Women, she observed, seemed to have a profound interest in businesses with a mission, perhaps because of their innate quality to be caretakers.
"There's this sort of natural tendency of spotting things that are not going well around us and willingness to transform them, to fix them," Mouazan says. She decided to make her U.K.-based organization, Ogunte, exclusively focused on supporting, connecting and promoting women social entrepreneurs.
Indeed, while male-owned business around the globe still outnumber those owned by women, the gap is closing in some countries when it comes to social entrepreneurship. In the U.S., Latvia, Finland and China, the rate at which women and men start social ventures is about equal, according to the latest GEM Report on Social Entrepreneurship. In countries like Russia, Malaysia, Lebanon, Israel, Argentina and Iceland, women are already surpassing men in that industry.
In general, social entrepreneurship -- whether it's men or woman starting the enterprises -- appears to be flourishing in areas with established ecosystems and strong government support. Another report, by Janelle Kerlin of The Urban Institute of Washington, D.C., suggests that social startups in Western Europe have a tendency to thrive, because of government initiatives that encourage social enterprise investment, offer flexible tax structures, and support public training and research.
Mouazan, who was born in France and has worked throughout Europe, considers the U.K. one of the leaders in social enterprise. She credits part of the success to England's history with the co-operative movement, which started over a century ago and spread to other European countries. The co-operative model places more emphasis on benefits to customer members rather than big profits to shareholders.
According to the 2013 State of Social Enterprise Survey, currently there are 70,000 social enterprises in the U.K., contributing more than £24 billion (about $39 billion) to the country's economy.
"The U.K. is certainly a great testing lab for social enterprises," says Mouazan. "But Europe in general is certainly very open to the concept and it's a great movement to be part of."
Since its inception, Ogunte has supported more than 2,750 people focused on social and environmental change. It connects newbie social entrepreneurs with mentors, peers and angel investors, and provides programs and workshops focused on technical expertise and personal development.
Mouazan says Ogunte's "Make a Wave" incubator program -- unusual for its niche focus on aspiring female social entrepreneurs -- helps women learn the basics of starting a mission-based business. The program has supported 30 women and helped them receive funding for their social ventures. Next year, Mouazan says "Make a Wave" aims to reach 250 aspiring female social entrepreneurs throughout the U.K.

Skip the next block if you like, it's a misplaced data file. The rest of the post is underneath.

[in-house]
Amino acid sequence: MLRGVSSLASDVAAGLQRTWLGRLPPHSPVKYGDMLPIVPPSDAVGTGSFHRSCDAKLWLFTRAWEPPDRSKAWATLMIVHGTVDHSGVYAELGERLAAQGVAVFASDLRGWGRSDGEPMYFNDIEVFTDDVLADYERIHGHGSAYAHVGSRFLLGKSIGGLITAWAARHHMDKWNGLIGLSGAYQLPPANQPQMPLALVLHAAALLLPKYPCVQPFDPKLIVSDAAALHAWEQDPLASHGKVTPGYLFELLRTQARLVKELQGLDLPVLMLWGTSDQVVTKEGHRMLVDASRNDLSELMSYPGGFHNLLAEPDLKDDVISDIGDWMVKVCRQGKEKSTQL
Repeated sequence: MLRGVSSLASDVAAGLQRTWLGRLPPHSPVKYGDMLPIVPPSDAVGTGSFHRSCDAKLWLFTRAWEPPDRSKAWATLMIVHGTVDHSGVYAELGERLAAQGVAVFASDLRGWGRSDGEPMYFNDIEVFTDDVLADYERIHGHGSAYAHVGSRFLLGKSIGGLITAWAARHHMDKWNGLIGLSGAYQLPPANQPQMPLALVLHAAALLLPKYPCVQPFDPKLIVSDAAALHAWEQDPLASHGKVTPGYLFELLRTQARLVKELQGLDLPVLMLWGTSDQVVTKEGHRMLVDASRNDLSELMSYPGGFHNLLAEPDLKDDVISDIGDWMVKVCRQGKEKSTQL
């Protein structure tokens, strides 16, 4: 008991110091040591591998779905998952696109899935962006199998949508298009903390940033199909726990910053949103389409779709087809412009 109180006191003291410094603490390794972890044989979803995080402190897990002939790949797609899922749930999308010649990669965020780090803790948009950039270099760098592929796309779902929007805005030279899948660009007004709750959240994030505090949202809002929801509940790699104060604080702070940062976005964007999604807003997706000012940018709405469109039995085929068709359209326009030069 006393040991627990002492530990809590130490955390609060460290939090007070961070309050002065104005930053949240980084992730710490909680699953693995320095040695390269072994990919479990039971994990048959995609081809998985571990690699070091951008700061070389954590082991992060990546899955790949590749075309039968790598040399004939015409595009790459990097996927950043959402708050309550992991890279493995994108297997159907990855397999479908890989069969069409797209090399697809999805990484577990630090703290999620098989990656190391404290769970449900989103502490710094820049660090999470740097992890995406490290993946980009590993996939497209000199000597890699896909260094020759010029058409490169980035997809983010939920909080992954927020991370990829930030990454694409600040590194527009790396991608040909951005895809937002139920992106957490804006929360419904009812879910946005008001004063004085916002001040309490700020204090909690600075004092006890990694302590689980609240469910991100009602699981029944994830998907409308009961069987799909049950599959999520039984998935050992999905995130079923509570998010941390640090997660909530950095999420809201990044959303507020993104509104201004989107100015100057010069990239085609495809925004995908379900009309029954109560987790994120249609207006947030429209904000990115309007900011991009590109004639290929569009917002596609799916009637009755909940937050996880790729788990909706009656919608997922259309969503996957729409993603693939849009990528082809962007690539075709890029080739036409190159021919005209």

The incubator addresses some of the main challenges for women, including "a lack of financial literacy, which makes it hard to access finance," she says. Women in the program go through intensive coaching so they are better equipped to handle funds raised through crowdfunding platforms, angel-investor networks or micro-loan programs.
Financing can be "a poisoned gift," says Mouazan. "You really need to spend a lot of time in mentoring [women] and make sure they understand how they're going to make that money back."
Ogunte is also working to increase the visibility of female angel investors and venture capitalists, offering special training programs for women interested in supporting social entrepreneurs.
Private support for social enterprise is something more commonly seen in the United States. According to the Urban Institute study, financing from private individuals or organizations is often the driving force behind social entrepreneurship in the U.S., in part because the government is "relatively uninvolved." In contrast to Western Europe, the majority of American social enterprises are set up as nonprofits and are subject to loosely defined tax laws dating back more than 50 years. The landscape has started to change in recent years, however, with the introduction of B corporations, which allow socially conscious businesses to keep the focus on their missions while still making a profit.
But one way U.S. social enterprises stand out, the report found, is they focus more on revenue generation than their European counterparts, perhaps not surprising for a predominantly capitalist economy.
In her work, Mouazan says she often needs to remind women that they must embrace making a profit in order for their social ventures to have bigger impact.
"If you're not sustainable, you're not going to be able to help others," says Mouazan.
Her goal is to help 5,000 women by 2015 start and run successful social enterprises and create a collaborative movement that can accelerate social and environmental change worldwide.